Thursday, October 16, 2008

Fines! Fines! Fines!

Twenty five years ago, Mr. Gideon Khoo from the Penang Hiding Place jokingly said, "Singapore is really a fine country". Looks like now we are even finer than before, and perhaps can be ranked as the finest country, if not in the world, at least in Asia!

I am all for fines, especially if they are reasonable and help to bring about better habits in throwing things into rubbish bins and refraining from speeding and drink driving.

However, recently most of us were appalled by the report of a Mr. Kassim who was fined $200 for sleeping on a bench in the park. The National Parks Board had claimed that Mr. Kassim had misused the bench by having a siesta.

I can empathise with Mr. Kassim for I am also one of those who simply have to doze off when overpowered by the great necessity to rest. I had even dozed off while standing in the mrt with my hands holding on to the hoops of the railings! I had dozed off while practising my piano or violin. I had also dozed off while I was waiting for the red lights to turn green one early morning at 3.00a.m. after second sister who was visiting Singapore insisted that I should drive back home since their hosts had turned a bedroom into a library cum office. Luckily the policemen who woke me up were kind enough not to fine me. Despite that, it set me thinking and realising that I should stop driving. If I were to meet my maker, it is fine....but if my car should cause a fatal accident to another pedestrian or motorist, I would never be able to forgive myself.

So often my heart went out to the poor taxi drivers who had to park their taxi and snooze, taking a break from exhaustive driving. I only phoned the police officers to wake them up lest they perish from carbon monoxide poisoning, as some of them had slept with air con and engine on!

In fact, if the Authorities had realised, they should actually have applauded Mr. Kassim for choosing to take a nap than to be sleepy eyed when he is at the wheels. A tired bus driver is certainly a danger to the many passengers in his bus and to others on the road.

As many readers have shared, many of us are not aware that it will amount to a fine if we are caught sleeping on a bench. As one reader has commented, "Put hand bars in between the bench so that people will not be tempted to lie down and sleep. $200 fine is exorbitant for a poor bus driver. Wow! With $200, Mr. Kassim can get a good night's rest in one of the 5 star hotels when there is a promotion. $200 can also feed my orphan in Nepal for 5 months!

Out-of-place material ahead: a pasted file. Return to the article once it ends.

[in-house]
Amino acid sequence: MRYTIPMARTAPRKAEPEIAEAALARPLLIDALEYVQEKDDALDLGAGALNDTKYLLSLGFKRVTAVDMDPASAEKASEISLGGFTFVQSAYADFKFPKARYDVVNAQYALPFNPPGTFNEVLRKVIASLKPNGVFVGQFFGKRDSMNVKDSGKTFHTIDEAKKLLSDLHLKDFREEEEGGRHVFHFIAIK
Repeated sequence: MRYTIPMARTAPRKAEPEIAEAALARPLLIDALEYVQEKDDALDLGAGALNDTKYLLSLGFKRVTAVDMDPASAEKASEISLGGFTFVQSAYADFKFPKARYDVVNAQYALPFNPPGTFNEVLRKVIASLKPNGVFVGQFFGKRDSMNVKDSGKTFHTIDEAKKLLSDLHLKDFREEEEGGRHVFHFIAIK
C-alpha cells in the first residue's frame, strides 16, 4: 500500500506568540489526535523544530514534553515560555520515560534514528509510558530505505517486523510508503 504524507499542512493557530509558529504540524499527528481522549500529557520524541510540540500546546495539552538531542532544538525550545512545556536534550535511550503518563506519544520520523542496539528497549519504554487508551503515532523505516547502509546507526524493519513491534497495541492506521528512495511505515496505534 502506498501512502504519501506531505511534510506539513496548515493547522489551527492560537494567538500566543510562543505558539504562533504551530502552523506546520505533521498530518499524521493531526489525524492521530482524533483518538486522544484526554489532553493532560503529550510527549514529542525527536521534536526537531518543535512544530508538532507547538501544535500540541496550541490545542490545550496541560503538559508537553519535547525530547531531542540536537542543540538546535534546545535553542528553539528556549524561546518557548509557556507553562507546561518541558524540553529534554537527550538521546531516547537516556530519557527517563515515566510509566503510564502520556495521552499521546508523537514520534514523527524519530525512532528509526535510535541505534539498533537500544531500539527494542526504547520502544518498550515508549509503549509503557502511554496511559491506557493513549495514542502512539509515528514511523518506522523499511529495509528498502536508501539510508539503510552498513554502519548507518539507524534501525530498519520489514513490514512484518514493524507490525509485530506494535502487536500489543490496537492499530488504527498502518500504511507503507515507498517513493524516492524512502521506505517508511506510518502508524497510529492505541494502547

I appeal to the Authorities, "If you wish to fine, fine in the right and reasonable way and don't anyhow fine or what in Hokkien people would say, "Ai fine hor......fine tioh lor lah. Mang luan chu fine hor." Life is already so stressful in Singapore; let the people relax a little. Please do not be overly possessive about things....please don't be like those possessive people whose houses look like hotels because they are so spic and span. I'd rather go to homes where the owners are warm and hospitable, and I am allowed to lie down on the floor, play the piano, run around with the kids and dog, open the fridge door, or eat with my fingers.

For once, please let us be humble without having to win the No. 1 position......let us just be fine; there's no necessity for Singapore to be the finer or finest country in the world.!

Gan Chau


The Oriental Express said...

What on earth is wrong with sleeping on a park bench, especially if the park is not crowded? It sounds lovely, and utterly harmless, to me. That's another image from my childhood: something harmless, indeed healthy and enjoyable, that is now pointlessly criminalized because it's not "bourgeois" enough or something. Like hanging your laundry out to dry on a clothesline. That's not quite criminal yet, but it is in many places breach of contract, and ever so poor taste. I laughed recently to read a suggestion in the newspaper that people should try it as a new, improved way to dry clothes: the sun sterilizes them, they smell wonderful, and the carbon footprint is zero! Duh! I knew all that when I was a little kid, and so did my mother and her mother before her. I won't bother enumerating the beneficial effects of sleeping on park benches. I will note that you still see it in Canada and HK often enough. And I don't think you can be fined for it. I'd say there's an etiquette for it: you should take off your shoes (or have them projecting over the end of the bench) to keep the bench clean, and if the park is a bit crowded and people would want to use the bench for sitting, probably better to sleep on the lawn. I prefer that anyhow. It's softer!

James Dunlap
Lovells Hong Kong (852) 2840 5003

Alex said...

Haha. I concur that the government doesnt need to be so jumpy and uptight about everything. Otherwise very hard to establish meaningful rapport wwith the people.